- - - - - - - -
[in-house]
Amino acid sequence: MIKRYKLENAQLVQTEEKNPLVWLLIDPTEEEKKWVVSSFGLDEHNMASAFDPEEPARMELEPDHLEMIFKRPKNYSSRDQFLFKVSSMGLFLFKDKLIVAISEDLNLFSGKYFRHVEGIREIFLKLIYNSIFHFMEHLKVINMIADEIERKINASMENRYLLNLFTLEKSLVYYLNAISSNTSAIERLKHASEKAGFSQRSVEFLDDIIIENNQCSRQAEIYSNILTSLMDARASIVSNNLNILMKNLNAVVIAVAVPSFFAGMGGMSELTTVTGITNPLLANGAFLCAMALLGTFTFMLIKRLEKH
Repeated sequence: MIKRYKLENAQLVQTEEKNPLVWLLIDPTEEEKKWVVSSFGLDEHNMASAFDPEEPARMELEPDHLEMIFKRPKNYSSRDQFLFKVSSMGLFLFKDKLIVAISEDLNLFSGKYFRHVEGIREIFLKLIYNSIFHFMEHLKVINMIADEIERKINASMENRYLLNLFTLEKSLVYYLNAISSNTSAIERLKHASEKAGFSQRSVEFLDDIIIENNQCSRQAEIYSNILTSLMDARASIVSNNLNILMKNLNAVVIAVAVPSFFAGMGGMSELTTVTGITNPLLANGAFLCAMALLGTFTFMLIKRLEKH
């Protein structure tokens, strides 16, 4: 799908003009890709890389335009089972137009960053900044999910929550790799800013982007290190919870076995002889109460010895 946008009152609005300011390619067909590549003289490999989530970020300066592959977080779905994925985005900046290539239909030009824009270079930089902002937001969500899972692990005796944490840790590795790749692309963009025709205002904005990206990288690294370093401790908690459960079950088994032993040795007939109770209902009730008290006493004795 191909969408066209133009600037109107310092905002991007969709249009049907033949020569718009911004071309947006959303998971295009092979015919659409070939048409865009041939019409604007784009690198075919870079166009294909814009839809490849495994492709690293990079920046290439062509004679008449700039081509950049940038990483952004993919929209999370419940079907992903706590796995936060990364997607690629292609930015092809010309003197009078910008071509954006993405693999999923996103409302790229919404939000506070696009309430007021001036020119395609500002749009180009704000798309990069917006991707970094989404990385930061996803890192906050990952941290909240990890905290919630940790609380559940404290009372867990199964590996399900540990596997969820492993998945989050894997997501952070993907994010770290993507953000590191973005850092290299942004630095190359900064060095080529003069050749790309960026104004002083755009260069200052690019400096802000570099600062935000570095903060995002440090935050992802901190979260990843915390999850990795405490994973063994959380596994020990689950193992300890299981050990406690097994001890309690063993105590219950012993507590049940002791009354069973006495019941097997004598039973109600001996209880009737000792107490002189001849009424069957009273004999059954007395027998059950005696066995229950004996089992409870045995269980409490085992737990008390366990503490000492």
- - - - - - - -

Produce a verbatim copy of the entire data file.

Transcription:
[in-house]
Amino acid sequence: MIKRYKLENAQLVQTEEKNPLVWLLIDPTEEEKKWVVSSFGLDEHNMASAFDPEEPARMELEPDHLEMIFKRPKNYSSRDQFLFKVSSMGLFLFKDKLIVAISEDLNLFSGKYFRHVEGIREIFLKLIYNSIFHFMEHLKVINMIADEIERKINASMENRYLLNLFTLEKSLVYYLNAISSNTSAIERLKHASEKAGFSQRSVEFLDDIIIENNQCSRQAEIYSNILTSLMDARASIVSNNLNILMKNLNAVVIAVAVPSFFAGMGGMSELTTVTGITNPLLANGAFLCAMALLGTFTFMLIKRLEKH
Repeated sequence: MIKRYKLENAQLVQTEEKNPLVWLLIDPTEEEKKWVVSSFGLDEHNMASAFDPEEPARMELEPDHLEMIFKRPKNYSSRDQFLFKVSSMGLFLFKDKLIVAISEDLNLFSGKYFRHVEGIREIFLKLIYNSIFHFMEHLKVINMIADEIERKINASMENRYLLNLFTLEKSLVYYLNAISSNTSAIERLKHASEKAGFSQRSVEFLDDIIIENNQCSRQAEIYSNILTSLMDARASIVSNNLNILMKNLNAVVIAVAVPSFFAGMGGMSELTTVTGITNPLLANGAFLCAMALLGTFTFMLIKRLEKH
């Protein structure tokens, strides 16, 4: 799908003009890709890389335009089972137009960053900044999910929550790799800013982007290190919870076995002889109460010895 946008009152609005300011390619067909590549003289490999989530970020300066592959977080779905994925985005900046290539239909030009824009270079930089902002937001969500899972692990005796944490840790590795790749692309963009025709205002904005990206990288690294370093401790908690459960079950088994032993040795007939109770209902009730008290006493004795 191909969408066209133009600037109107310092905002991007969709249009049907033949020569718009911004071309947006959303998971295009092979015919659409070939048409865009041939019409604007784009690198075919870079166009294909814009839809490849495994492709690293990079920046290439062509004679008449700039081509950049940038990483952004993919929209999370419940079907992903706590796995936060990364997607690629292609930015092809010309003197009078910008071509954006993405693999999923996103409302790229919404939000506070696009309430007021001036020119395609500002749009180009704000798309990069917006991707970094989404990385930061996803890192906050990952941290909240990890905290919630940790609380559940404290009372867990199964590996399900540990596997969820492993998945989050894997997501952070993907994010770290993507953000590191973005850092290299942004630095190359900064060095080529003069050749790309960026104004002083755009260069200052690019400096802000570099600062935000570095903060995002440090935050992802901190979260990843915390999850990795405490994973063994959380596994020990689950193992300890299981050990406690097994001890309690063993105590219950012993507590049940002791009354069973006495019941097997004598039973109600001996209880009737000792107490002189001849009424069957009273004999059954007395027998059950005696066995229950004996089992409870045995269980409490085992737990008390366990503490000492």